by Scott Gillum
Estimated read time: 8 Minutes

“The best sellers are the people who make the product,” said my son as we were walking out of a store in a quaint town in Los Cabos, Mexico.

It was an interesting comment made after I had just purchased a pair of earrings for my wife in a jewelry boutique. The buying experience turned out to be an interesting “Goldilocks and the Three Bears” sales story, or in our case, the “Tourist and the Four Brothers.” 

A few nights prior, after enjoying dinner in town, we walked the streets visiting local shops. The first jewelry store we visited was run by one of four brothers, all jewelry designers who had followed their father into the business. Each brother had their own style, which was reflected in their jewelry, shop decor and personalities. 

The first brother’s store was white and teal, very similar to Tiffany’s. The display cases were decorated with high-end tequila bottles sprinkled among the jewelry, which immediately caught my eye. My wife, perusing the counters, settled in an area with rings while I chatted with the clerk behind the counter about the family and their business. 

In working with my wife the sales person failed to realize that he wasn’t selling to a naive tourist but rather a very knowledgeable buyer who at one point in her career had managed a jewelry department for a high end retailer.  A mistake often made by sales people who fail to do research on their potential buyers. As he pitched her on a ring she had intentionally requested to see, he failed to notice she was wearing one similar. 

When buyers are in an unfamiliar environment, like we were, they will seek to find a frame of reference or an “anchor.” Something that they can connect to their knowledge base to aid in decision making. Being new to the store, and pricing in pesos, my wife “anchored” on a familiar ring. Trying on the ring she was able to assess that it was roughly twice the price and half the weight as hers. Now that she had a reference point, she determined that the store markup was about twice that of a US store.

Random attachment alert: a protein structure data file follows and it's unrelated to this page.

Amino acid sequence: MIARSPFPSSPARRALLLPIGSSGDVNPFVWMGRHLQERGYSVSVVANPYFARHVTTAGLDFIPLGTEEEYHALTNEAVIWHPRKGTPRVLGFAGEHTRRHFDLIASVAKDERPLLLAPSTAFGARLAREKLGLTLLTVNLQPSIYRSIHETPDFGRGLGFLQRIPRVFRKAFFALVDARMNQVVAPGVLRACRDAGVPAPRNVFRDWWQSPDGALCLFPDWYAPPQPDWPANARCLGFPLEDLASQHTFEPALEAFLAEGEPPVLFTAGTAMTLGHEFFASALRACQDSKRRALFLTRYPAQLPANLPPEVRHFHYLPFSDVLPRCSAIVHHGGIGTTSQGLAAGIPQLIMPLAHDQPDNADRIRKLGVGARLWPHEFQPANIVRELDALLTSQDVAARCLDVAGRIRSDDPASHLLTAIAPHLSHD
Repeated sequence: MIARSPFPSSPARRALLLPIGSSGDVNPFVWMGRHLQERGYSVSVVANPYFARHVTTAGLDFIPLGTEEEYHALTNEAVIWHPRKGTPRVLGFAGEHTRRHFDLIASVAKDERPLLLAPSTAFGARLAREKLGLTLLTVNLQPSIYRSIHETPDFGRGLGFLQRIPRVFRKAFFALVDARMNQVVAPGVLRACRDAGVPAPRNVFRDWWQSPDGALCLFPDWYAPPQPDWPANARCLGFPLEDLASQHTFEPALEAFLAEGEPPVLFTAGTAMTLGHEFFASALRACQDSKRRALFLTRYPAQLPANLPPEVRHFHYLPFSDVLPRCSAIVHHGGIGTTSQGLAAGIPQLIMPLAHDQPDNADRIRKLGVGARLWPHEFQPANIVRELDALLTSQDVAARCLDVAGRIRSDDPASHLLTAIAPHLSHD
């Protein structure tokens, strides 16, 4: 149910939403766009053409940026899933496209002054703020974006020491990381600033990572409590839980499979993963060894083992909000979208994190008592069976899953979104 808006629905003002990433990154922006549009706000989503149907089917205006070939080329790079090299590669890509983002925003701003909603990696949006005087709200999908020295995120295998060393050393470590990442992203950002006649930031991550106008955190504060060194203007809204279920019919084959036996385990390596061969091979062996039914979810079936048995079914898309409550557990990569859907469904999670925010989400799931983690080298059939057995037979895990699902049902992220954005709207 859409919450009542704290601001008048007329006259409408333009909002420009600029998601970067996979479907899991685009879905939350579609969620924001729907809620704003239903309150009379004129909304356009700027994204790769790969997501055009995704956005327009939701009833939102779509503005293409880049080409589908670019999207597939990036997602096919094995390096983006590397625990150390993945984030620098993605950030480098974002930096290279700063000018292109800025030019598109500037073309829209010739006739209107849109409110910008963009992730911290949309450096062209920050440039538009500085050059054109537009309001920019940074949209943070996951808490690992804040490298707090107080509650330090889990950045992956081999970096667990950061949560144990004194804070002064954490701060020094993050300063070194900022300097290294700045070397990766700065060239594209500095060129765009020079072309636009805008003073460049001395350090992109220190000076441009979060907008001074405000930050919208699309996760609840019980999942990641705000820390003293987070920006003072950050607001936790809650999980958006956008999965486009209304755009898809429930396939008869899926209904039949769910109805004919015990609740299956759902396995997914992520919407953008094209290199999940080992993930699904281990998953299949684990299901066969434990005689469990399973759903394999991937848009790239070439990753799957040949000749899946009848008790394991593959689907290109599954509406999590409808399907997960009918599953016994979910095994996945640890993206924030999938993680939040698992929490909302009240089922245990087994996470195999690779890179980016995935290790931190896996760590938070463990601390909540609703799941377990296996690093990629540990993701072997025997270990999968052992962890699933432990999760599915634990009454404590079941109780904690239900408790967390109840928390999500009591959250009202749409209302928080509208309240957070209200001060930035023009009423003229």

The second brother’s store was bigger and had a vast selection of jewelry (and no tequila). The clerk, a niece of the designer, greeted us and carried around her calculator while following us around the store. A not so subtle message that she was ready to make a deal.  

My wife found an area of rings and picked one out. As she asked questions, the store clerk mentioned they were having a promotion. She then tried to discount to close the deal which kept falling as we were walking towards the door. By the time we left, the price had fallen 40%, with an offer to call her Uncle to get maybe an even better price. 

The last store we visited was white, simple and elegant. It didn’t contain a lot of inventory, in fact, one of the display cases was completely empty. The person working behind the desk was not a sales clerk, but an assistant designer who introduced us to the youngest brother in the family and owner of the store. He was the designer and told us about his creations apologizing for the lack of inventory.